What Can You Do With a Performing Arts Degree?
If you studied performing arts, you might be dreaming of taking to the stage to perform for a living. However, the skills you’ve gained during your degree haven’t just prepared you for roles in theater, film and music. Your skills will also be valuable in a range of other careers, especially if you’re able to effectively combine creative talent with the practical aspects of self-promotion and arts management. Read on to find out where your performing arts degree could take you…
Typical performing arts jobs
Actors communicate characters and situations to an audience through dialogue, body language and actions. They typically interpret the work of a writer under the instruction and support of a director, although some actors might devise a character themselves or improvise the responses of a character to a situation. The type of work and media varies immensely, spanning roles on the stage, in film or television and on the radio.
Acting is unfortunately not the most secure of professions – it is very competitive, and there are likely to be periods where you might struggle to find work. However, if you love acting and have a talent for it, there’s no reason why you can’t pursue this career. To get started, you’ll need to build up a showreel of experience in a good variety of roles, as being versatile will make it easier to find work. You might also consider finding an agent, who may be able to find roles and arrange higher pay for you, but will take a proportion of your earnings as a fee.
Dancers use movement to interpret music, tell stories and express emotion, often under the guidance of a choreographer. You might dance in front of live audiences or in recorded performances for TV, film or music videos. Dancers can work and specialize in a variety of dance forms, and you’ll be more likely to find work if you can perform in an assortment of styles. You’ll need to have good rhythm and timing, be able to stay focused, work hard and stay enthusiastic.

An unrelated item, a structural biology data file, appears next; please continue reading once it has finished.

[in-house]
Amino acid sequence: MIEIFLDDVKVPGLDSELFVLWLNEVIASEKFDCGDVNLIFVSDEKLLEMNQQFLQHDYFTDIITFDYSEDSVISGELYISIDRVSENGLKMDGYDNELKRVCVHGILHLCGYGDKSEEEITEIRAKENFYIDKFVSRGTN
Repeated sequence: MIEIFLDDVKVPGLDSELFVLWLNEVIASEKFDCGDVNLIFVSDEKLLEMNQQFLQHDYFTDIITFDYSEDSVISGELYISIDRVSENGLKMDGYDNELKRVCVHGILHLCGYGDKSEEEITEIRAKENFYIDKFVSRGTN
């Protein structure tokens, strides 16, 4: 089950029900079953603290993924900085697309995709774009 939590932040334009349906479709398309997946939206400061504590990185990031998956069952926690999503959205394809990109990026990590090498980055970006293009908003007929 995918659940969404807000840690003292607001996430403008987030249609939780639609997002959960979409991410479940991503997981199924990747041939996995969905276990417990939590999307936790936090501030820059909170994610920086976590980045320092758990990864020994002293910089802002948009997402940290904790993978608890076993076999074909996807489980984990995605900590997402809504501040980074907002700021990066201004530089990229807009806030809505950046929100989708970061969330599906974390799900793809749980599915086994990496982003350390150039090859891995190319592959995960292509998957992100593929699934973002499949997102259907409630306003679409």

If you have a talent for dancing, and the willpower to succeed, this career could be for you. To increase your chances of finding work, you should build up a network of contacts and promote yourself, again possibly with the help of an agent. You could also supplement your income by working as a dance teacher or choreographer.
Musical theater performer
Musical theater performers are generally ‘triple threats’ – skilled in singing, dancing and acting. This can be a demanding career, with eight shows a week being the norm, and competition for roles is fierce. However, as with acting and dancing, there’s no reason you can’t succeed as a musical theater performer if you’re determined, talented and passionate about what you do. You should try and gain as much experience as you can, make connections in the industry, keep challenging yourself to develop your existing skills, and build your confidence as a strong performer.
Dance-, music- or drama- therapist
These performing arts jobs allow you to use your love of the dance, music or drama to help individuals of all ages overcome personal difficulties. Dramatherapists use activities such as group work or roleplay to encourage people to come to terms with their emotions and express themselves, helping them to overcome or progress on their social or personal difficulties. Similarly, music therapists use music to help people deal with feelings they can’t put into words. You’ll use music creatively to establish a shared musical experience and aim for therapeutic goals. Dance movement therapists use movement and dance within a therapeutic atmosphere to help people who are facing physical, psychological, emotional or mental problems.